The Xperia tipo has some custom-made Sony widgets in addition to the standard set. Those include the Timescape widget (alongside its dedicated app) and a Mediascape-like widget for photos and videos (the actual app isn't there anymore, the standard gallery is back).
Adding a widget is done through a special scrollable interface which displays all available widgets. To browse through them, you have to scroll up or down and tap on the one you want, which places it on your currently selected homescreen. To remove it, simply hold and drag the widget to the trashcan icon which appears on the bottom of the screen.
The widget selector can be a little tedious if you're trying to go to a specific widget, but is a great way to see what you have available to you.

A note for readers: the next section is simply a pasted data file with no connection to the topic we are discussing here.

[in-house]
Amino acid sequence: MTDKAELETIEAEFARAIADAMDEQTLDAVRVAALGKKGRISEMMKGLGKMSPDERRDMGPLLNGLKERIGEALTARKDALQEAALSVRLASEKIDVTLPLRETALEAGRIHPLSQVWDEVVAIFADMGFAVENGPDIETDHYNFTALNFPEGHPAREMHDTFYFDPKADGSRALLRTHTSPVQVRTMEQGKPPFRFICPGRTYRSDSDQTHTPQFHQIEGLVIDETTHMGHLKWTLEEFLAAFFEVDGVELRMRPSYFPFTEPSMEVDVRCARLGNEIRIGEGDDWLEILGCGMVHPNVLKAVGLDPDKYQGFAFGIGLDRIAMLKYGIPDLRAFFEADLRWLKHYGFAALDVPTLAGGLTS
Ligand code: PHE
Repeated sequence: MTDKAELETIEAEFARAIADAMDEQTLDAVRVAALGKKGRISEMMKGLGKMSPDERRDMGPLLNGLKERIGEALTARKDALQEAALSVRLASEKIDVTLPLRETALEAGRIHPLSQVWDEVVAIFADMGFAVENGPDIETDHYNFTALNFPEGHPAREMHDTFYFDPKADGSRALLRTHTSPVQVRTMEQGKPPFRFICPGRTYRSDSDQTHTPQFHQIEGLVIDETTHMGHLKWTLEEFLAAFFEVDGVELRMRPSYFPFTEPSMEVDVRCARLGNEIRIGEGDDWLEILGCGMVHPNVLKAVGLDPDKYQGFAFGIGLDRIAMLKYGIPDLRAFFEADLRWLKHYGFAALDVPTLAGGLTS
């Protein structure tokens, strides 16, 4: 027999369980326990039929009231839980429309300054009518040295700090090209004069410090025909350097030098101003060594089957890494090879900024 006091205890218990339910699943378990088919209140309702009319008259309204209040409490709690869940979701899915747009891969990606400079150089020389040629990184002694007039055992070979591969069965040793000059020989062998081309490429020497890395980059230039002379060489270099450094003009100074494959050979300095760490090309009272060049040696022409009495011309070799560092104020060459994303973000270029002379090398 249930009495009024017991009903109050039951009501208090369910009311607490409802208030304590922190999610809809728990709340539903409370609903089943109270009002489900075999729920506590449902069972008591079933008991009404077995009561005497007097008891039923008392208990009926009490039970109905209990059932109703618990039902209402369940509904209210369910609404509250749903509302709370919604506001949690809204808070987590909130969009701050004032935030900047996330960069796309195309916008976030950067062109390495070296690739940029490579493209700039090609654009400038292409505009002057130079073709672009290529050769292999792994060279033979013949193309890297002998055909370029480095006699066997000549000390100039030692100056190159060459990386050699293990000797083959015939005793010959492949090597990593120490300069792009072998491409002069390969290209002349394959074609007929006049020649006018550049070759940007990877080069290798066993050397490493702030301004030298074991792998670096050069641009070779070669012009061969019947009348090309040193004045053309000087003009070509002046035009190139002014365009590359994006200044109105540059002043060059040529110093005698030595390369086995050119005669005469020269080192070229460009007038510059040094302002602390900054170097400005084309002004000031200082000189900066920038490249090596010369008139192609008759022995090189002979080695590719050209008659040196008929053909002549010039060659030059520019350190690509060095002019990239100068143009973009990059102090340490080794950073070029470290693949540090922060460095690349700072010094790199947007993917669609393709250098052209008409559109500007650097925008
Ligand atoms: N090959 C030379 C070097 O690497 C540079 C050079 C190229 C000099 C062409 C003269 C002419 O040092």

Widgets menu • Selecting and adding widgets
A cool new addition to the lockscreen missing from Xperia phones of old is the music player widget, which lets you control music playback without unlocking the phone. You can also enable Pattern, PIN or Password unlock, in ascending order of security.
The standard notification area is present and accounted for, although for some reason it isn't accessible from the lockscreen as it usually is on ICS (and on other ICS-running Xperia phones).
The lockscreen • Lockscreen options • The standard notification area
The visually customized phonebook of the Xperia tipo is virtually the same as on vanilla Android and can store extensive contact information. A tabbed interface allows you to access your contact list, recent calls, and info from social networking services.